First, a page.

The Newtown Pentacle

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Oliver Miller Homestead

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– photo by Mitch Waxman

I swear that I had no idea about this, when I parked the car. An errand had found me in the neighborhood of South Park, in Pittsburgh’s South Hills, nearby the neighborhood of Bethel Park. The spot I had chosen to park nearby is a water and fountain feature called “The Cascades,” which as it turns out hasn’t opened for the warm seasons yet. After meeting a family of Deer, I took a short walk and found myself at the Oliver Miller Homestead public museum, where American Citizens first took up arms against George Washington and the newly created United States in 1794.

This is, I’m told, where the first shots fired of the Whiskey Rebellion were let loose. For those of you who didn’t pay attention in high school history class, or fell asleep during the endlessly boring lessons about the Articles of Confederation in 10th Grade, allow me to summarize our country’s very first tax revolt in a somewhat modern vernacular.

– photo by Mitch Waxman

Back in the day, the fledgling United States was drowning in debts which the Rebellion had incurred in pursuit of chasing the British Crown away. President Washington signed into law a tax on distillates like Rum and Whiskey. Agriculture enthusiasts had long been in the habit of distilling excess or surplus grains like rye, barley, wheat, and even corn into liquors. This is an old European trick, preserving summertime calories in a manner which could also coax the party spirit out of people. Also, in the days prior to the Germ Theory of Disease, your best bet to sterilize the water you were about to drink was to add a bit of the good stuff to it. They didn’t know that’s what they were doing, of course, but it was. Clean drinking water is one of the technologies seldom pointed to as creating the modern era, but there you are. This practice of adding a shot’s worth of an alcohol drink into your water is why rum or whiskey were a part of soldier’s rations right up to the 20th century.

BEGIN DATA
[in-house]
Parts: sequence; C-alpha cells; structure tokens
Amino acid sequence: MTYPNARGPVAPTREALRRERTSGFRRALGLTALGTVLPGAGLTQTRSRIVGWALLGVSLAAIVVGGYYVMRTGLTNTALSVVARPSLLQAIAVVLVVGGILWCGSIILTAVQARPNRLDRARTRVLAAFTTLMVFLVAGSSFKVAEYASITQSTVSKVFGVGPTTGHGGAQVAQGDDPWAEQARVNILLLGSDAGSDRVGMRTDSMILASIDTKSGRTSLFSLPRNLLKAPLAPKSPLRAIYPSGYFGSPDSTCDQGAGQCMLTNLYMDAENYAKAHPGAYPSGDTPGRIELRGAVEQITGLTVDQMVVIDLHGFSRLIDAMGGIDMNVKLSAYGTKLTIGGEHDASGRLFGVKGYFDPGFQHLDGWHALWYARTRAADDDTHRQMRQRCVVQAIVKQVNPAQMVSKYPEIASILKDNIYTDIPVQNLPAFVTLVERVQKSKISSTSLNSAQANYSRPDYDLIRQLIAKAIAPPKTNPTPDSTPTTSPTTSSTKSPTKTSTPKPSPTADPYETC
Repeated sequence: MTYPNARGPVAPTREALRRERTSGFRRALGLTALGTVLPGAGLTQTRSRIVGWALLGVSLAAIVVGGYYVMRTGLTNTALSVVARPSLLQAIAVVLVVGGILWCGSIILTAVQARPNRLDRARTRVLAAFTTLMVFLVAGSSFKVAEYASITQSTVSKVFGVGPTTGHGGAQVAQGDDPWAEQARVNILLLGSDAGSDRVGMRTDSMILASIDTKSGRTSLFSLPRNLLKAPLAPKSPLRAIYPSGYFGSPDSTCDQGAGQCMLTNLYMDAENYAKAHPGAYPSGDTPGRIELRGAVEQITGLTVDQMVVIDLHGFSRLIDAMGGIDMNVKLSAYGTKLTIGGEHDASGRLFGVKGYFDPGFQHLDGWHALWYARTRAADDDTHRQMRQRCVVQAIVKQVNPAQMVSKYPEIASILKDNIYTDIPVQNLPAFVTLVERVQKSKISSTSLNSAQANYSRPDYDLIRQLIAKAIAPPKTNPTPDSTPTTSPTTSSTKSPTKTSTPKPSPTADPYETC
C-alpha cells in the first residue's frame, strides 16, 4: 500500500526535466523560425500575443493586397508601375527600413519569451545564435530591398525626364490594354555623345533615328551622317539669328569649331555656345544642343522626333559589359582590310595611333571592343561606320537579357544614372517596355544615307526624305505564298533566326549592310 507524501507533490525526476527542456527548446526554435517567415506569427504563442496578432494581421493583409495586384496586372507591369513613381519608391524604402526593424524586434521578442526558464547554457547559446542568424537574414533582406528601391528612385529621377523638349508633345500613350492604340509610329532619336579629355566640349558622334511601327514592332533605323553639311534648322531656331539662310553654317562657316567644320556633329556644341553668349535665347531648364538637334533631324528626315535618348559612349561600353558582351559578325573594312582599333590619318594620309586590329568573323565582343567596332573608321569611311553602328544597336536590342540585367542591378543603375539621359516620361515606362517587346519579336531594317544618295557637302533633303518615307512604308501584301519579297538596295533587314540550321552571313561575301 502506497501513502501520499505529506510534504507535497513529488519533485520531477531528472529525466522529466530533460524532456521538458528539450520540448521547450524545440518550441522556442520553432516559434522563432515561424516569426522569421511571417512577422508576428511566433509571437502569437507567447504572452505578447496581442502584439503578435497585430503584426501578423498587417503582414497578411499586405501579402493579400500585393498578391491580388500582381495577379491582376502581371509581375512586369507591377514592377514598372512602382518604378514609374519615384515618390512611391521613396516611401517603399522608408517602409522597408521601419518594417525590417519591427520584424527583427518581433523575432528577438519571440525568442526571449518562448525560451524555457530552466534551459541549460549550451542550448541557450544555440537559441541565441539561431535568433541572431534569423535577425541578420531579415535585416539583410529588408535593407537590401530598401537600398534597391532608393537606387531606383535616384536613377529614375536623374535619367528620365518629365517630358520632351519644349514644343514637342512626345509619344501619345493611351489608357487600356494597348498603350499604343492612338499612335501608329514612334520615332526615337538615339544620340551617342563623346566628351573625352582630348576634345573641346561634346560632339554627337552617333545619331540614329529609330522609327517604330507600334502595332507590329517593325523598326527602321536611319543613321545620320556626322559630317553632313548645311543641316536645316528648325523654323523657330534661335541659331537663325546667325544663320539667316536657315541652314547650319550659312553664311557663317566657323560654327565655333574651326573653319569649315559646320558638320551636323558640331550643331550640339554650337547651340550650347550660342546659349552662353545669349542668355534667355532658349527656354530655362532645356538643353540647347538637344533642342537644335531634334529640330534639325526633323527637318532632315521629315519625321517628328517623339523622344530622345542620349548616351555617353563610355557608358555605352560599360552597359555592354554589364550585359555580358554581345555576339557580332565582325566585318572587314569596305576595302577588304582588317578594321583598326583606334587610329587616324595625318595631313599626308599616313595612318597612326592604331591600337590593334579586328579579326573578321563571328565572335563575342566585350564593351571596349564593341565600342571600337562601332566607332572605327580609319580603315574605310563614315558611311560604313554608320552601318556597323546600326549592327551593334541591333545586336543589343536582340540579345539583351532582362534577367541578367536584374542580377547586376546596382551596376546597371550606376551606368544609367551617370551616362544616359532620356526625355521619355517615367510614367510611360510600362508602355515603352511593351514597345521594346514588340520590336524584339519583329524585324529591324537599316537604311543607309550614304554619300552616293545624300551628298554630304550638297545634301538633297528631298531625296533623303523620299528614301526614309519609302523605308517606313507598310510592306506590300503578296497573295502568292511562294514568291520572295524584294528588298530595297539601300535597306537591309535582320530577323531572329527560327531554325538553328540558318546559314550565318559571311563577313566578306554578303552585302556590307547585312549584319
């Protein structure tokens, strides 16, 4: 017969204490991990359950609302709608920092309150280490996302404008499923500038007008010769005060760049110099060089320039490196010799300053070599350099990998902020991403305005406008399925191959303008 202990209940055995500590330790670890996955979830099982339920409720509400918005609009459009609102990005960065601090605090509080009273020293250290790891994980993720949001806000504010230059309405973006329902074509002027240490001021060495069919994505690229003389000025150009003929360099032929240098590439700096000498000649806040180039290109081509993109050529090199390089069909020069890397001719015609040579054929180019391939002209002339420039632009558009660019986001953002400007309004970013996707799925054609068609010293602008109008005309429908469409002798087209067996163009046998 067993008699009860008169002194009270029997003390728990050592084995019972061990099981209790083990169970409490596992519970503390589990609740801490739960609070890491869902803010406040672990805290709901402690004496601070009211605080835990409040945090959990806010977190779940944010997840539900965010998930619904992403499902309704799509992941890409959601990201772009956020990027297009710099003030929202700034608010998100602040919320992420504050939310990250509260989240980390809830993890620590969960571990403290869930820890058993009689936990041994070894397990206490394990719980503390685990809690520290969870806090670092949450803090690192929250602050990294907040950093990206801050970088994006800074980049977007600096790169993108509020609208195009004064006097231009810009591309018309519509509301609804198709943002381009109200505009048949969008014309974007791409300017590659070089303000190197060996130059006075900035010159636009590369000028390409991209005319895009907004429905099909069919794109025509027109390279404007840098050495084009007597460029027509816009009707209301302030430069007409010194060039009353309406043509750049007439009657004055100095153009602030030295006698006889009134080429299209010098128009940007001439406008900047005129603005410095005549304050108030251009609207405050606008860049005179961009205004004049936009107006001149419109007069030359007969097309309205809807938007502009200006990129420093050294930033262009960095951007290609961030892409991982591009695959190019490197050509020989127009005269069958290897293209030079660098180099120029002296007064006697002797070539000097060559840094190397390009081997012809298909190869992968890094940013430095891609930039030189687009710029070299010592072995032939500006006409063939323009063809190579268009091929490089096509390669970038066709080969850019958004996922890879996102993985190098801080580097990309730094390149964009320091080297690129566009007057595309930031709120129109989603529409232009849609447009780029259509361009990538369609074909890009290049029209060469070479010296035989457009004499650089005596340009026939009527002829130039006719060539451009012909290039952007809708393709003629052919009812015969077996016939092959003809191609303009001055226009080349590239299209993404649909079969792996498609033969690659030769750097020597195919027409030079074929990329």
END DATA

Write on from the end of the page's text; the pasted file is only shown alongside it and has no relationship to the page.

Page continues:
To pay down the National Debt of $54 million, (current worth of that number would be $1,476,850,909.09 today) Washington and the list of famous names he worked with in Congress enacted the Whiskey Tax. To say that this went down like a lead balloon with the Frontier types (Lewis and Clark left for their journey to the west from Pittsburgh, literally the last outpost of European Civilization in those days, until you got to the Spanish holdings) in Western Pennsylvania and the Ohio Valley is a bit of an understatement. Many of these “Frontiersmen” had actually served under Washington during the rebellion.

– photo by Mitch Waxman

There’s a great account of the conflict which led to the Whiskey Rebellion becoming a shooting war in this post at Mt. Lebanon Magazine. Suffice to say that a tax collector came here to the Miller Homestead on July 15 in 1794. That drew a crowd, which soon became an incensed mob, and the Tax collector and Sheriff had to run for their lives. By the time that the Tax collector – one John Neville – was able to summon army troops to help him enforce the law, that angry mob had transformed into a Rebel Militia. Things went pretty much as you’d expect at that point, with trained soldiers on each side shooting at each other and farm buildings burning down.

Things soon progressed to the point that George Washington, President of the United States, assembled an army of 12,000 soldiers and was personally leading them – as a General – towards Pennsylvania. You can read all about it here, but you should have paid more attention to it back in 10th grade.

– photo by Mitch Waxman

Thomas Jefferson repealed the Whiskey tax in 1802 when he became President, and he blamed all the bloodshed and trouble in the region on his rival Alexander Hamilton, who had pushed Washington and Congress into accepting fiscal reality regarding the debts.

The Miller property was colonized in 1772, and the original deal here was a log cabin on a farm with several “out” buildings – a barn for the animals, a house for the slaves, etc. The log cabin was replaced in 1830, and the modern homestead building is called a “Stone Manse.” This is a protected historic place, and when the surrounding South Park was opened in 1931, the Miller Homestead was turned into a public museum.

– photo by Mitch Waxman

I observed several other small structures, including the cabin above and a “spring house” which hosted a large basin and fresh water bubbling up into it from below. The site was closed when I visited, but a humble narrator crossed the boundary while trying to save a butterfly from a predatory bird. That’s my story, sticking with it.

This was all just lucky serendipity for me, incidentally. As mentioned, I had no idea this was here, and somehow I made a beeline for it.

– photo by Mitch Waxman

South Park is pretty amazing, actually. There’s an animal preserve section nearby this spot which has Bisons living on it. Pictured above is a barn, which struck my fancy enough to take a picture.

Back tomorrow.

“follow” me on Twitter- @newtownpentacle

Buy a book!

In the Shadows at Newtown Creek,” an 88 page softcover 8.5×11 magazine format photo book by Mitch Waxman, is now on sale at for $30.

Written by Mitch Waxman

March 28, 2023 at 11:15 am

One Response

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  1. Great history lesson with beautiful pics, thanks!


    May 12, 2023 at 6:49 pm

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